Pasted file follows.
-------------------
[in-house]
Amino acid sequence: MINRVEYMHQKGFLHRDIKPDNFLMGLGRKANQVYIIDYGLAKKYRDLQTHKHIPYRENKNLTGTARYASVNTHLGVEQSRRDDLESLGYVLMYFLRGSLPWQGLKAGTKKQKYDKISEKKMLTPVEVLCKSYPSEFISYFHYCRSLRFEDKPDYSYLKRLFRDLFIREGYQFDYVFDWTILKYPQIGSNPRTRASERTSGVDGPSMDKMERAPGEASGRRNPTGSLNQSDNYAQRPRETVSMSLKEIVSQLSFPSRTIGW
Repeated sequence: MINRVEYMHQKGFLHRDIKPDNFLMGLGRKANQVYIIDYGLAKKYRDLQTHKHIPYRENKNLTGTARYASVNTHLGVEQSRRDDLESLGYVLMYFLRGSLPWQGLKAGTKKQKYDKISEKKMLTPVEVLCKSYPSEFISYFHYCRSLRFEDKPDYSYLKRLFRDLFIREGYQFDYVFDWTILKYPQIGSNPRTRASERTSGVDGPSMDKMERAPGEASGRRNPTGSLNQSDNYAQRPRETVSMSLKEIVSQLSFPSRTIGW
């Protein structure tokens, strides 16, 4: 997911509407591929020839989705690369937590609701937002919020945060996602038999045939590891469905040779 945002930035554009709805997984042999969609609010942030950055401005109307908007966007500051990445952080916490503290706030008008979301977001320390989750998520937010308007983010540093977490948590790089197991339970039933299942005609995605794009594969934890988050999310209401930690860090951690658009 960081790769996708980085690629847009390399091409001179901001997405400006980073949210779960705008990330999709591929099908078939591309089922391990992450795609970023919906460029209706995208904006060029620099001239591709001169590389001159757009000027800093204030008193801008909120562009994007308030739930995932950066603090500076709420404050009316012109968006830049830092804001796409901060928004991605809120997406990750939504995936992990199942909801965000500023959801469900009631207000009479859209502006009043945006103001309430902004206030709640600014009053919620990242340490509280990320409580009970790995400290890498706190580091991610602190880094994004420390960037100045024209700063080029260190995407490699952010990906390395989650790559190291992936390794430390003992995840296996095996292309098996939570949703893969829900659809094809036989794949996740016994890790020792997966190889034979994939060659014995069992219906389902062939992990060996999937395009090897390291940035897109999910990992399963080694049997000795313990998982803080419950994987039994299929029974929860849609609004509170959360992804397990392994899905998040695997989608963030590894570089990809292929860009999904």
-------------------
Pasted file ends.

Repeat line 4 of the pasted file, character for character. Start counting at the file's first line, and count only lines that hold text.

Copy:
């Protein structure tokens, strides 16, 4: 997911509407591929020839989705690369937590609701937002919020945060996602038999045939590891469905040779 945002930035554009709805997984042999969609609010942030950055401005109307908007966007500051990445952080916490503290706030008008979301977001320390989750998520937010308007983010540093977490948590790089197991339970039933299942005609995605794009594969934890988050999310209401930690860090951690658009 960081790769996708980085690629847009390399091409001179901001997405400006980073949210779960705008990330999709591929099908078939591309089922391990992450795609970023919906460029209706995208904006060029620099001239591709001169590389001159757009000027800093204030008193801008909120562009994007308030739930995932950066603090500076709420404050009316012109968006830049830092804001796409901060928004991605809120997406990750939504995936992990199942909801965000500023959801469900009631207000009479859209502006009043945006103001309430902004206030709640600014009053919620990242340490509280990320409580009970790995400290890498706190580091991610602190880094994004420390960037100045024209700063080029260190995407490699952010990906390395989650790559190291992936390794430390003992995840296996095996292309098996939570949703893969829900659809094809036989794949996740016994890790020792997966190889034979994939060659014995069992219906389902062939992990060996999937395009090897390291940035897109999910990992399963080694049997000795313990998982803080419950994987039994299929029974929860849609609004509170959360992804397990392994899905998040695997989608963030590894570089990809292929860009999904």